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OSV News –The man, the pugilist, the grill, it's all there in "Big George Foreman" (Sony). What may surprise viewers who haven't followed the titular fighter's career closely is the strong –indeed, transformative –role that faith has played in his biography.

That's one ingredient that helps to make this generally family-friendly film appealing. Yet, as its excessively wordy subtitle "The Miraculous Story of the Once and Future Heavyweight Champion of the World" suggests, this is not a movie free of aesthetic flaws

Raised amid hardscrabble circumstances, George (Khris Davis) is anxious to please his strong-willed mother Nancy (Sonja Sohn) by realizing his potential. At the same time, though, he's resolutely resistant to Mom's unwavering Christian devotion –as expressed in her insistence on saying grace before family meals.

Troubled and emotionally vulnerable, George is plagued by fits of destructive rage. One of these nearly leads to his dismissal from Job Corps, an anti-youth unemployment program established by the Kennedy and Johnson administrations. Instead, one of the initiative's officials, Doc Broadus (Forest Whitaker), helps George transform his anger into prizefighting prowess.

Under the caring guidance of his new mentor and coach, George rises rapidly to the top of the sport, winning a gold medal at the 1968 Summer Olympics in Mexico City and defeating Joe Frazier to take the title belt in Kingston, Jamaica in January 1973. The following fall, however, trash-talking Muhammad Ali (Sullivan Jones) knocks George off the top perch.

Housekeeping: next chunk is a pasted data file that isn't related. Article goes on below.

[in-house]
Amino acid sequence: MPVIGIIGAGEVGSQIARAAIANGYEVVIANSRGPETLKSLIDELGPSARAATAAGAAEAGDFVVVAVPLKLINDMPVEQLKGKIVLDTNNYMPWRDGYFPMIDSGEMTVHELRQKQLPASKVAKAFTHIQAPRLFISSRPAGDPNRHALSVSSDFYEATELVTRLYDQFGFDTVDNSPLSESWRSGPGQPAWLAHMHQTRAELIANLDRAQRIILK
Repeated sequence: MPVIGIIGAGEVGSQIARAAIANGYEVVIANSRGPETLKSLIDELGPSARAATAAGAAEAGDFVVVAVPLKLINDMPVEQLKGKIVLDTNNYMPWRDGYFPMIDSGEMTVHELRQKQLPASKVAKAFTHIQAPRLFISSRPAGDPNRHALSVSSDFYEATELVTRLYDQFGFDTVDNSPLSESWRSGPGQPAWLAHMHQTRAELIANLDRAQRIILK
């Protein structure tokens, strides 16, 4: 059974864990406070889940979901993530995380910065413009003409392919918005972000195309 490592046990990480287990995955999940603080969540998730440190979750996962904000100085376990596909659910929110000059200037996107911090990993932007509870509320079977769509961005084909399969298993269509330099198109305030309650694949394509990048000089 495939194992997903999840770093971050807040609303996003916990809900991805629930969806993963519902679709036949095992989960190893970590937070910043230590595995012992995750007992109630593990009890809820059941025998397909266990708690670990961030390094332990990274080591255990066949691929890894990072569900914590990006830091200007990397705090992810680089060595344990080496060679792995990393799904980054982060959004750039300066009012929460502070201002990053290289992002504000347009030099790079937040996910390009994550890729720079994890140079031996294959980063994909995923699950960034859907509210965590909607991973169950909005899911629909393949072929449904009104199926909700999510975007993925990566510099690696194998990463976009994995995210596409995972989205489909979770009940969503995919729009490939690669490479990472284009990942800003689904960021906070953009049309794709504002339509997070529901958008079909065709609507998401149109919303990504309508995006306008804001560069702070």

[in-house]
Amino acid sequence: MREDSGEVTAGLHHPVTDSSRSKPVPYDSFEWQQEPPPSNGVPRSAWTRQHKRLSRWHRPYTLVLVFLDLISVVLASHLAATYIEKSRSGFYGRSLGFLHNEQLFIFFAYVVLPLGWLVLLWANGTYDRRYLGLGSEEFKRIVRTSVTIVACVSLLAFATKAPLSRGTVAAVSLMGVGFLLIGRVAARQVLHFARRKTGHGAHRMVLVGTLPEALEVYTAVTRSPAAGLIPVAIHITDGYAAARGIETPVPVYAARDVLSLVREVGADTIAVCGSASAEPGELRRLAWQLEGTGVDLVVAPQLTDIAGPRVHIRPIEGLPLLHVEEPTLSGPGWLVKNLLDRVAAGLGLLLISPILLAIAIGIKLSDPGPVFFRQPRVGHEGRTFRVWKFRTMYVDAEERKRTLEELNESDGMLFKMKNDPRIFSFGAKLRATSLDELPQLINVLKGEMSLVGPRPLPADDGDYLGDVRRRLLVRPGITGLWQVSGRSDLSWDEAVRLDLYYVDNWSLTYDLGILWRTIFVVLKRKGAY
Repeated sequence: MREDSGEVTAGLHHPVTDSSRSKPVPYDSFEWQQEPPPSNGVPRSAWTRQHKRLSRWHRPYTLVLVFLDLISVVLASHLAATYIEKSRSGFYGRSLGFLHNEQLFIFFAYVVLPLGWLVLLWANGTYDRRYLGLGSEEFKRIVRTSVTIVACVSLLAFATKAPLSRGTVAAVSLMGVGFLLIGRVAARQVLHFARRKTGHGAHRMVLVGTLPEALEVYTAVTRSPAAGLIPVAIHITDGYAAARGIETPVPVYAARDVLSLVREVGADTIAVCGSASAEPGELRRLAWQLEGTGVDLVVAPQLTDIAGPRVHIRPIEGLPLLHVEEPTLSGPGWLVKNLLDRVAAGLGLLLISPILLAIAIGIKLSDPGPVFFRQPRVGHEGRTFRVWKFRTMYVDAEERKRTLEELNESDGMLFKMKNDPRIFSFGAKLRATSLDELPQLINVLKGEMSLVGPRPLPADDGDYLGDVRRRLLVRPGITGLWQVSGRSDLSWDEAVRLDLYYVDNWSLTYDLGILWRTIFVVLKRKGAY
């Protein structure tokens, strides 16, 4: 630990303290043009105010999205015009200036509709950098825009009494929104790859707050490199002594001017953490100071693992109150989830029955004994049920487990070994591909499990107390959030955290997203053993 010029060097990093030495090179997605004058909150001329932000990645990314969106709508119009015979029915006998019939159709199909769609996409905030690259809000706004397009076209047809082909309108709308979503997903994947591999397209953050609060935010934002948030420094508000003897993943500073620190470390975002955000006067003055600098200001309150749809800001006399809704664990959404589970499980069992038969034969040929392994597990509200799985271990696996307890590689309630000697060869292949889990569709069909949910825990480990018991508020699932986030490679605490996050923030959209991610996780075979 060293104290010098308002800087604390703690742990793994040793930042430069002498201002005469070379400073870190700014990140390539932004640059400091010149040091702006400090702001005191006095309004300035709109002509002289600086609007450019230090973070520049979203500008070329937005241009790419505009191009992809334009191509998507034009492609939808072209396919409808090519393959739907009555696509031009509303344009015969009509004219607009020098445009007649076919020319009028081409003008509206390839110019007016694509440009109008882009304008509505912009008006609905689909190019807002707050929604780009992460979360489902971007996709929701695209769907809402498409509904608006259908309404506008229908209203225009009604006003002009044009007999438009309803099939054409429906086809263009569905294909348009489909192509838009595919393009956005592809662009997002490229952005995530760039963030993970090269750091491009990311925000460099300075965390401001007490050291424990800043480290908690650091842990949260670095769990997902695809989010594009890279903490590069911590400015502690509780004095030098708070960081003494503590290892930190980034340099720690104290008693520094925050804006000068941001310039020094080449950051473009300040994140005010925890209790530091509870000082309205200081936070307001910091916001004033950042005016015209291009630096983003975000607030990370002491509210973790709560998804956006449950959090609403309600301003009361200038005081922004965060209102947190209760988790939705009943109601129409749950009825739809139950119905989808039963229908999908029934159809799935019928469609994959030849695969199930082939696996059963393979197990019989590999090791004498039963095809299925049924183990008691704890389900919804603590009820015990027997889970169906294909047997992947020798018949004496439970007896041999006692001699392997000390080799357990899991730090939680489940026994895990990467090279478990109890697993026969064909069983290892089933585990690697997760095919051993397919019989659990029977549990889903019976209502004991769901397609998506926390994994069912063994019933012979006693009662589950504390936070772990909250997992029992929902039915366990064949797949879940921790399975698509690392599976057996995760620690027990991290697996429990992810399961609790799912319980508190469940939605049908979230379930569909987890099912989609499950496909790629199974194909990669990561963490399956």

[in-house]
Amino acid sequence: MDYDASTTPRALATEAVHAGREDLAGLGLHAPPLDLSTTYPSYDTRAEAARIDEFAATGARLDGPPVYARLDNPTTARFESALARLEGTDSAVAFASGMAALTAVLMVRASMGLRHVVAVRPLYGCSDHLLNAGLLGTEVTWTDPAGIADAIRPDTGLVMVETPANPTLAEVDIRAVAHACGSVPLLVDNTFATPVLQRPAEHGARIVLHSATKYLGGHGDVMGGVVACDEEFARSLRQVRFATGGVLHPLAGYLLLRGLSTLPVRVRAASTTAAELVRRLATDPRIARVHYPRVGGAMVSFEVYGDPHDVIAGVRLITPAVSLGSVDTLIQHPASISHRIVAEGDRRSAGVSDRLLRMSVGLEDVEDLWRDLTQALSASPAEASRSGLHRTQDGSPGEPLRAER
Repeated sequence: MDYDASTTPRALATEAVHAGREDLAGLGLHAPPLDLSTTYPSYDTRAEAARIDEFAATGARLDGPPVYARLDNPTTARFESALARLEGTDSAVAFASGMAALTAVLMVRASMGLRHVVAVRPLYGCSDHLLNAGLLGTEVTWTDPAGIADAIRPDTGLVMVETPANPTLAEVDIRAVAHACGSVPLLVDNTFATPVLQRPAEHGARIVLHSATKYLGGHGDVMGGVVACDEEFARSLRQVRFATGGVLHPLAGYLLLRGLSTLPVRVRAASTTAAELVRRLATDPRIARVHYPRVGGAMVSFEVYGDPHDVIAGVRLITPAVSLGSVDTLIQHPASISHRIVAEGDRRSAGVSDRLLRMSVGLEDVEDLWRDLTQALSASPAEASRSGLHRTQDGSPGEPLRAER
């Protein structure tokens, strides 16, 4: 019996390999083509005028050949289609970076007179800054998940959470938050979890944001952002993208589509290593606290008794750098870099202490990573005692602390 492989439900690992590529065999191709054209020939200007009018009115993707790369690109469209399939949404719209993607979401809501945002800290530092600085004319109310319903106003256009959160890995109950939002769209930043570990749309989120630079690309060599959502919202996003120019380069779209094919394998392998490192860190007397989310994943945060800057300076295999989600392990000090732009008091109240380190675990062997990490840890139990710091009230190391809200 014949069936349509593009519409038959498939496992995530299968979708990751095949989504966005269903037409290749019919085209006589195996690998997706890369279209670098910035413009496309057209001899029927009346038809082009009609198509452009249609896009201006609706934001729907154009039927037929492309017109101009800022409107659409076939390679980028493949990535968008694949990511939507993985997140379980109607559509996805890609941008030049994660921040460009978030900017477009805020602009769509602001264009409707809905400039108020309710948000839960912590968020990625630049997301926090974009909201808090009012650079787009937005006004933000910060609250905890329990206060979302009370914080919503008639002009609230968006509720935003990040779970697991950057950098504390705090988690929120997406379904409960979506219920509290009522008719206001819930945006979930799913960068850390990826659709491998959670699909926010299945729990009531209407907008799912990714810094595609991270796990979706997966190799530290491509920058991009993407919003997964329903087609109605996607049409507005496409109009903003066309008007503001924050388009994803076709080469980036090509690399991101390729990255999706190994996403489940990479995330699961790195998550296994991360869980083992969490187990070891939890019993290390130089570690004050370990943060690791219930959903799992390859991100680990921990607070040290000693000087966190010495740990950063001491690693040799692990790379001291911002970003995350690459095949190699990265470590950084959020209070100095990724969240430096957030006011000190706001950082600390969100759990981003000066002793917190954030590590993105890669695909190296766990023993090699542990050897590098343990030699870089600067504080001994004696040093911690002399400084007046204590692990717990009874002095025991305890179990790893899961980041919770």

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While still embittered by this defeat, George is severely injured in a match and has a near-death experience that brings about his radical conversion to born-again Christianity. Despite his status as a top contender, he abandons the ring for the Pentecostal pulpit and a quiet domestic life with his equally pious new spouse, Mary Joan (Jasmine Mathews).

Putting his faith into action, George establishes a low-cost gym and community center for kids. When financial woes threaten its future, fresh challenges culminate in yet another historic achievement for him.

Sharper editing could have lent a faster pace to director and co-writer George Tillman Jr.'s too-leisurely profile. But his narrative (scripted with Frank Baldwin) will naturally please believers and includes few problematic elements. It should prove especially inspirational for older teens.

The film contains graphic boxing violence, an adultery theme, a scatological incident and fleeting scatological humor as well as a couple of instances each of mild swearing and crass language. The OSV News classification is A-II -- adults and adolescents. The Motion Picture Association rating is PG-13 –parents strongly cautioned. Some material may be inappropriate for children under 13.

John Mulderig is media reviewer for OSV News. Follow him on Twitter @JohnMulderig1